Joey Negro: Sunny side up
Dave Lee is always on the move. And it’s not surprising really considering how many aliases the man works under – Sunburst Band, Joey Negro, Akabu, Raven Maize, Z Factor... the list goes on. It’s actually Sunburst, however, that we’re here to talk about this month; and Negro. For Mr Lee is releasing his fourth Sunburst Band album (presented by Joey Negro) this month, "The Secret Life Of Us."
It’s another scorcher, mixing the familiar sounds of sweet soul, jazz, funk, electro and disco. There is perhaps more of a lean towards Eighties boogie but the instrumentation, musicality and studio quality is as consistent as ever. Lee’s collaborators are on point too. Aside from his talented ensemble of musicians, including Tony Remy on guitar, Julian Crampton on bass and Frank Tontoh on drums, there are heavyweight guest vocals courtesy of Donna Gardier, Pete Simpson and Diane Charlemagne (the Inner City Life singer with whom he co-wrote much of the album).
“You go through waves of satisfaction and dejection whenever you’re recording an album but let’s be honest this wouldn’t be getting a release if I wasn’t happy” Lee reflects. “There are a few unfinished tracks that I originally intended for the album but things change. There’s a familiar soulful sound but we’ve tried to avoid the same song hooks as before; we’ve tried to write memorable new songs that will stand the test of time.”
How did Lee find working with the Sunburst ensemble this time round? “In some ways it gets easier because there are a lot of familiar faces who you’ve worked with before” he says. “But working collaboratively like this is always time-consuming; you’re juggling different schedules, inputs, styles.... This album required all the usual careful organisation and, as such, totally wore me out. But the end product makes it worth the while.”
"The Secret Life Of Us" is a particularly refreshing listen coming at a time when electronic music has overhauled most of the dancefloor. The majority of records, today, are made on bedroom laptops with digital software and recording techniques.
“So much dance music is made electronically these days” Lee agrees. “I didn’t want to stray too far from that with this album but it was important the album represented something more expansive. I’m lucky in that I made a fair amount of money from some of my big crossover projects in the Nineties and can afford now to go against the flow. That’s important because you need to standout; otherwise, you’re trying to second guess 22-year-olds and that’s going to prove a hapless task.”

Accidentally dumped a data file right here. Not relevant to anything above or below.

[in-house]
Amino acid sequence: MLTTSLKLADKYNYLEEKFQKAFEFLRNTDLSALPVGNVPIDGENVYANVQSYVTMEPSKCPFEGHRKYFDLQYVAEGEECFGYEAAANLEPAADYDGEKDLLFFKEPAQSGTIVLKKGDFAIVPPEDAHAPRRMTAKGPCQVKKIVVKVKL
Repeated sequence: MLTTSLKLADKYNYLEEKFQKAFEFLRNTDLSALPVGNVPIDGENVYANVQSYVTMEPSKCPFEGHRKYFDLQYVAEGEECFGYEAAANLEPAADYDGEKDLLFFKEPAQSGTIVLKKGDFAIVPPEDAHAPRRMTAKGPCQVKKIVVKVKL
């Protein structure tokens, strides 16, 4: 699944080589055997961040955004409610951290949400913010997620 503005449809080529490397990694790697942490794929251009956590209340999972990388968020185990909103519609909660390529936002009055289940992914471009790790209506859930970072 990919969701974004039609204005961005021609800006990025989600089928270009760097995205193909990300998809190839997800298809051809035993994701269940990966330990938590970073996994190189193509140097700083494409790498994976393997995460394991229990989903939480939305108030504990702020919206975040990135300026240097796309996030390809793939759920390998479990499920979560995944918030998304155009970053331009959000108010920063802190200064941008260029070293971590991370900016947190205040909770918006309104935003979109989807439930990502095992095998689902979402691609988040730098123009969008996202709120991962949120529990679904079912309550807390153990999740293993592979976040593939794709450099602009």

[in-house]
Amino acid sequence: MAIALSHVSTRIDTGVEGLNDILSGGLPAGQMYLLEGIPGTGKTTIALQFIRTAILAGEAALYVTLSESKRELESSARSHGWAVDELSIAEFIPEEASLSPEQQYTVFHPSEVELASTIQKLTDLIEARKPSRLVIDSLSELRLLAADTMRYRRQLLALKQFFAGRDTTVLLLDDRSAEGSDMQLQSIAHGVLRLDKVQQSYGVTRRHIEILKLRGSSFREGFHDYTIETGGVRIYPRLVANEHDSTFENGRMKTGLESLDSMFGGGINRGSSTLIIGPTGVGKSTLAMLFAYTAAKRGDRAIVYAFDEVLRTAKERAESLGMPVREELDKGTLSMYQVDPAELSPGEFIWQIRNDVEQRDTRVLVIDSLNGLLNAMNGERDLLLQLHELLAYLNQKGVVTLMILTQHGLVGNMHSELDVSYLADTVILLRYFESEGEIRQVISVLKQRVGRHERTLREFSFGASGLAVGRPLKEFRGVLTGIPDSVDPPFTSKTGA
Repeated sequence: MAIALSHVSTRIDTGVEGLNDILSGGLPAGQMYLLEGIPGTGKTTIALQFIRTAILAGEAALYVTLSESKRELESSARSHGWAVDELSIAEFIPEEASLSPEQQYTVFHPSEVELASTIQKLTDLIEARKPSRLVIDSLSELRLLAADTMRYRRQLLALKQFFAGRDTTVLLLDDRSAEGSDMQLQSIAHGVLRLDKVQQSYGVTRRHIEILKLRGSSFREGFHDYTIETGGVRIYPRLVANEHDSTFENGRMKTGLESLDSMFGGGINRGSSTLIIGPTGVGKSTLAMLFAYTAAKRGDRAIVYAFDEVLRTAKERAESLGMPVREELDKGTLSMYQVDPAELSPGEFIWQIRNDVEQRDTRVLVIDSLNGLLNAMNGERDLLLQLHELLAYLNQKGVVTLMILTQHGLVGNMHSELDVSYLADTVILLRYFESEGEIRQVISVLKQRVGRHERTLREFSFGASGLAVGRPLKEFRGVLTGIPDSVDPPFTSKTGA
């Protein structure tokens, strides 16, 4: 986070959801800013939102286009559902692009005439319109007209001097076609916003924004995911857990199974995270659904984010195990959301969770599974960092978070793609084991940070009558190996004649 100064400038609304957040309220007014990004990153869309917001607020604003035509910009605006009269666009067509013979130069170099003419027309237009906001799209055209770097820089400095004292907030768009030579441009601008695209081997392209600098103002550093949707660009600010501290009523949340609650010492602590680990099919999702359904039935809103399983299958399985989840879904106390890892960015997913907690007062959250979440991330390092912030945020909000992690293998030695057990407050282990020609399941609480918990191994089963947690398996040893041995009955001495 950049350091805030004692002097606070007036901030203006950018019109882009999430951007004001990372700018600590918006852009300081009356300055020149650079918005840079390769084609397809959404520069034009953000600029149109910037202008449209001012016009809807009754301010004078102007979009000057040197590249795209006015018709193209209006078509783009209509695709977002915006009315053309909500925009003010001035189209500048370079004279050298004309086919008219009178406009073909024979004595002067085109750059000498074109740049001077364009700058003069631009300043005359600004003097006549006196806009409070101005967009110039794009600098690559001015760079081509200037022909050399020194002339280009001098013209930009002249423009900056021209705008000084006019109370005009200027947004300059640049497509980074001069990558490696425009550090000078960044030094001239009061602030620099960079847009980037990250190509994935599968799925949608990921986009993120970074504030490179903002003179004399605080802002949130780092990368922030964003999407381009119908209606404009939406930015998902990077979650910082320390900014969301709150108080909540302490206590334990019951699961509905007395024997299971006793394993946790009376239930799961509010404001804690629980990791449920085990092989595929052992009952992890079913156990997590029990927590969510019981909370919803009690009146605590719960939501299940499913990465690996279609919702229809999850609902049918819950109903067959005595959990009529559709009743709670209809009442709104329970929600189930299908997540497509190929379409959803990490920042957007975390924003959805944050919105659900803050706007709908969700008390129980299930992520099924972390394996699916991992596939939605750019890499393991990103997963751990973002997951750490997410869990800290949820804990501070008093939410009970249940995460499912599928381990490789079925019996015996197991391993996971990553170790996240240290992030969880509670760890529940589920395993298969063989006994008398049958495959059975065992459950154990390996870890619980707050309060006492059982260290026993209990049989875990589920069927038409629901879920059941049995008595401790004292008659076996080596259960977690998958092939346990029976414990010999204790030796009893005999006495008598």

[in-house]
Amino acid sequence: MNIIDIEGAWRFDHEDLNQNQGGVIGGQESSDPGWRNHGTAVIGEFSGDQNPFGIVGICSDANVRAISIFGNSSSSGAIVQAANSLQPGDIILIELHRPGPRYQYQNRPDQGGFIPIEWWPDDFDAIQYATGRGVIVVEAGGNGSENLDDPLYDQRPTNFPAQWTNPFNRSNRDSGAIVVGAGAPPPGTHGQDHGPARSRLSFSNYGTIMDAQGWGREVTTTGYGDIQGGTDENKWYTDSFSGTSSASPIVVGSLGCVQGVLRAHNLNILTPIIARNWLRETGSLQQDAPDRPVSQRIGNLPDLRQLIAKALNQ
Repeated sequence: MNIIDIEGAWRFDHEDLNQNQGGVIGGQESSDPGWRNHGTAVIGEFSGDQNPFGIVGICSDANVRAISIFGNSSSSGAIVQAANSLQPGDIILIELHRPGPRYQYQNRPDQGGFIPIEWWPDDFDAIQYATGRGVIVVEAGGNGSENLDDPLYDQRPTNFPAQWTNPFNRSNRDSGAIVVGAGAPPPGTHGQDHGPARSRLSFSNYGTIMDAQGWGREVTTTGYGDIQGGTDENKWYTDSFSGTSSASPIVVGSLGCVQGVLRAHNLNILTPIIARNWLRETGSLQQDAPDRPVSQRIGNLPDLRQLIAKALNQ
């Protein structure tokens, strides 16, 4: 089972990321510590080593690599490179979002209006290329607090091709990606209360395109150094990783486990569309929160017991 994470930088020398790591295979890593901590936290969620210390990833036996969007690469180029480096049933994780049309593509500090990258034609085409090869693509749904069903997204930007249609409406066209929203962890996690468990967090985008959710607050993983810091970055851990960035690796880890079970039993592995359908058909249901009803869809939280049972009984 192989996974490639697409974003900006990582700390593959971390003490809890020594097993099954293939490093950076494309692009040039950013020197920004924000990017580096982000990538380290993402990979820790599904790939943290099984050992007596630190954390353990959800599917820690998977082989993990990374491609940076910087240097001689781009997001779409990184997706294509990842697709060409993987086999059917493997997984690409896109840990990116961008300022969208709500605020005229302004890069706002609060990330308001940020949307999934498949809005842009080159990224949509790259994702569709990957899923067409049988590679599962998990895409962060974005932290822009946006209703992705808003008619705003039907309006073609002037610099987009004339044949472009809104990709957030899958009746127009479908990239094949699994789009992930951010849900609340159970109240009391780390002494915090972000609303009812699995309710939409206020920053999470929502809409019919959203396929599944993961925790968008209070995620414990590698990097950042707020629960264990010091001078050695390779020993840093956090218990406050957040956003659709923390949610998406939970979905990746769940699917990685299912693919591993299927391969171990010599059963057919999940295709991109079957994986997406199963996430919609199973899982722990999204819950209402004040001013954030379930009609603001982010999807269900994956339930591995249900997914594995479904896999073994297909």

Is Lee happy, therefore, to simply maintain a loyal older audience? “There’s no doubt that an older crowd likes what we do... that soulful dance sound. And they’re incredibly passionate which is fantastic. But that doesn’t mean I don’t want to try and appeal to the kids” he suggests. “This notion that Sunburst is a retro project is a little baffling. Yes, we’re taking the inspiration of older styles of music but we’re also using contemporary techniques and ideas. When you use a live bass in dance you’re labelled as unfashionably old school. But Rock and indie bands today use them all the time and they’re considered normal.”
Lee has been in music for nearly 25 years now, his creation of acid-house imprint Republic Records in 1988 eventually giving way to a number of successful ‘dance’ singles, EPs, remixes and albums under aliases including Joey Negro, Akabu, Jakatta and Sessomatto; not to mention his current label Z, on to which many of those projects fall. What does he put his impressive longevity down to?
“I’ve just tried to remain relevant within the sphere of music that I operate” he begins. “I’ve always been close to soulful, musical house and dance but have tried different things with that style over the years. Clubbers are transient beasts so you have to keep pace with them but not at the cost of our older forms of music, I think.”
Artists haven’t just got their music to think of in these digital times either, much consideration needs to be given to business strategy, marketing and administration. “Music has changed so much” Lee concedes. “There is constant decision making in terms of release strategy and how best to keep audiences engaged. Some of that comes from new material but most by clever use of the catalogue you already have... new compilations of tracks... new remixes.”
Lee has also capitalised on e-retail, digitizing old and new tracks alike to maximise audience and sales: “You have to embrace change. I’ll use Twitter to spread the word on Z, for example, and look at the last Sunburst album [2008’s 'Moving With The Shakers']... we had some great web sales. They were stronger than store sales.”
Looking forward, he has high hopes for Sunburst’s latest opus. He feels it is a significant progression from "Moving With The Shakers" and earlier albums "Until The End Of Time" (2004) and "Here Comes The Sunburst Band" (1998). And beyond its summer release, there are plans for a series of related remix EPs.
“Remixes are a lottery” he says, “You don’t always know what you’re going to get from remixers and that includes me. For every five great remixes you do, there will always be one that’s only slightly good or satisfactory. But don’t get me wrong, I’m a big believer in remixes if they’re commissioned in the right way. I’m looking at how I can extend Sunburst’s influence through the rest of the year, so the likes of DJ Spinna, Atjazz and Million Dollar Disco (AKA Al Kent) will be offering their twists on tracks from "The Secret Life Of Us". I’m confident they’ll each make the grade.”
Joey Negro & The Sunburst Band "The Secret Life Of Us" is out now on Z Records.
You can read more from this interview with Joey Negro in our printed issue of Blues & Soul - click below to order your copy now.
Words BEN LOVETT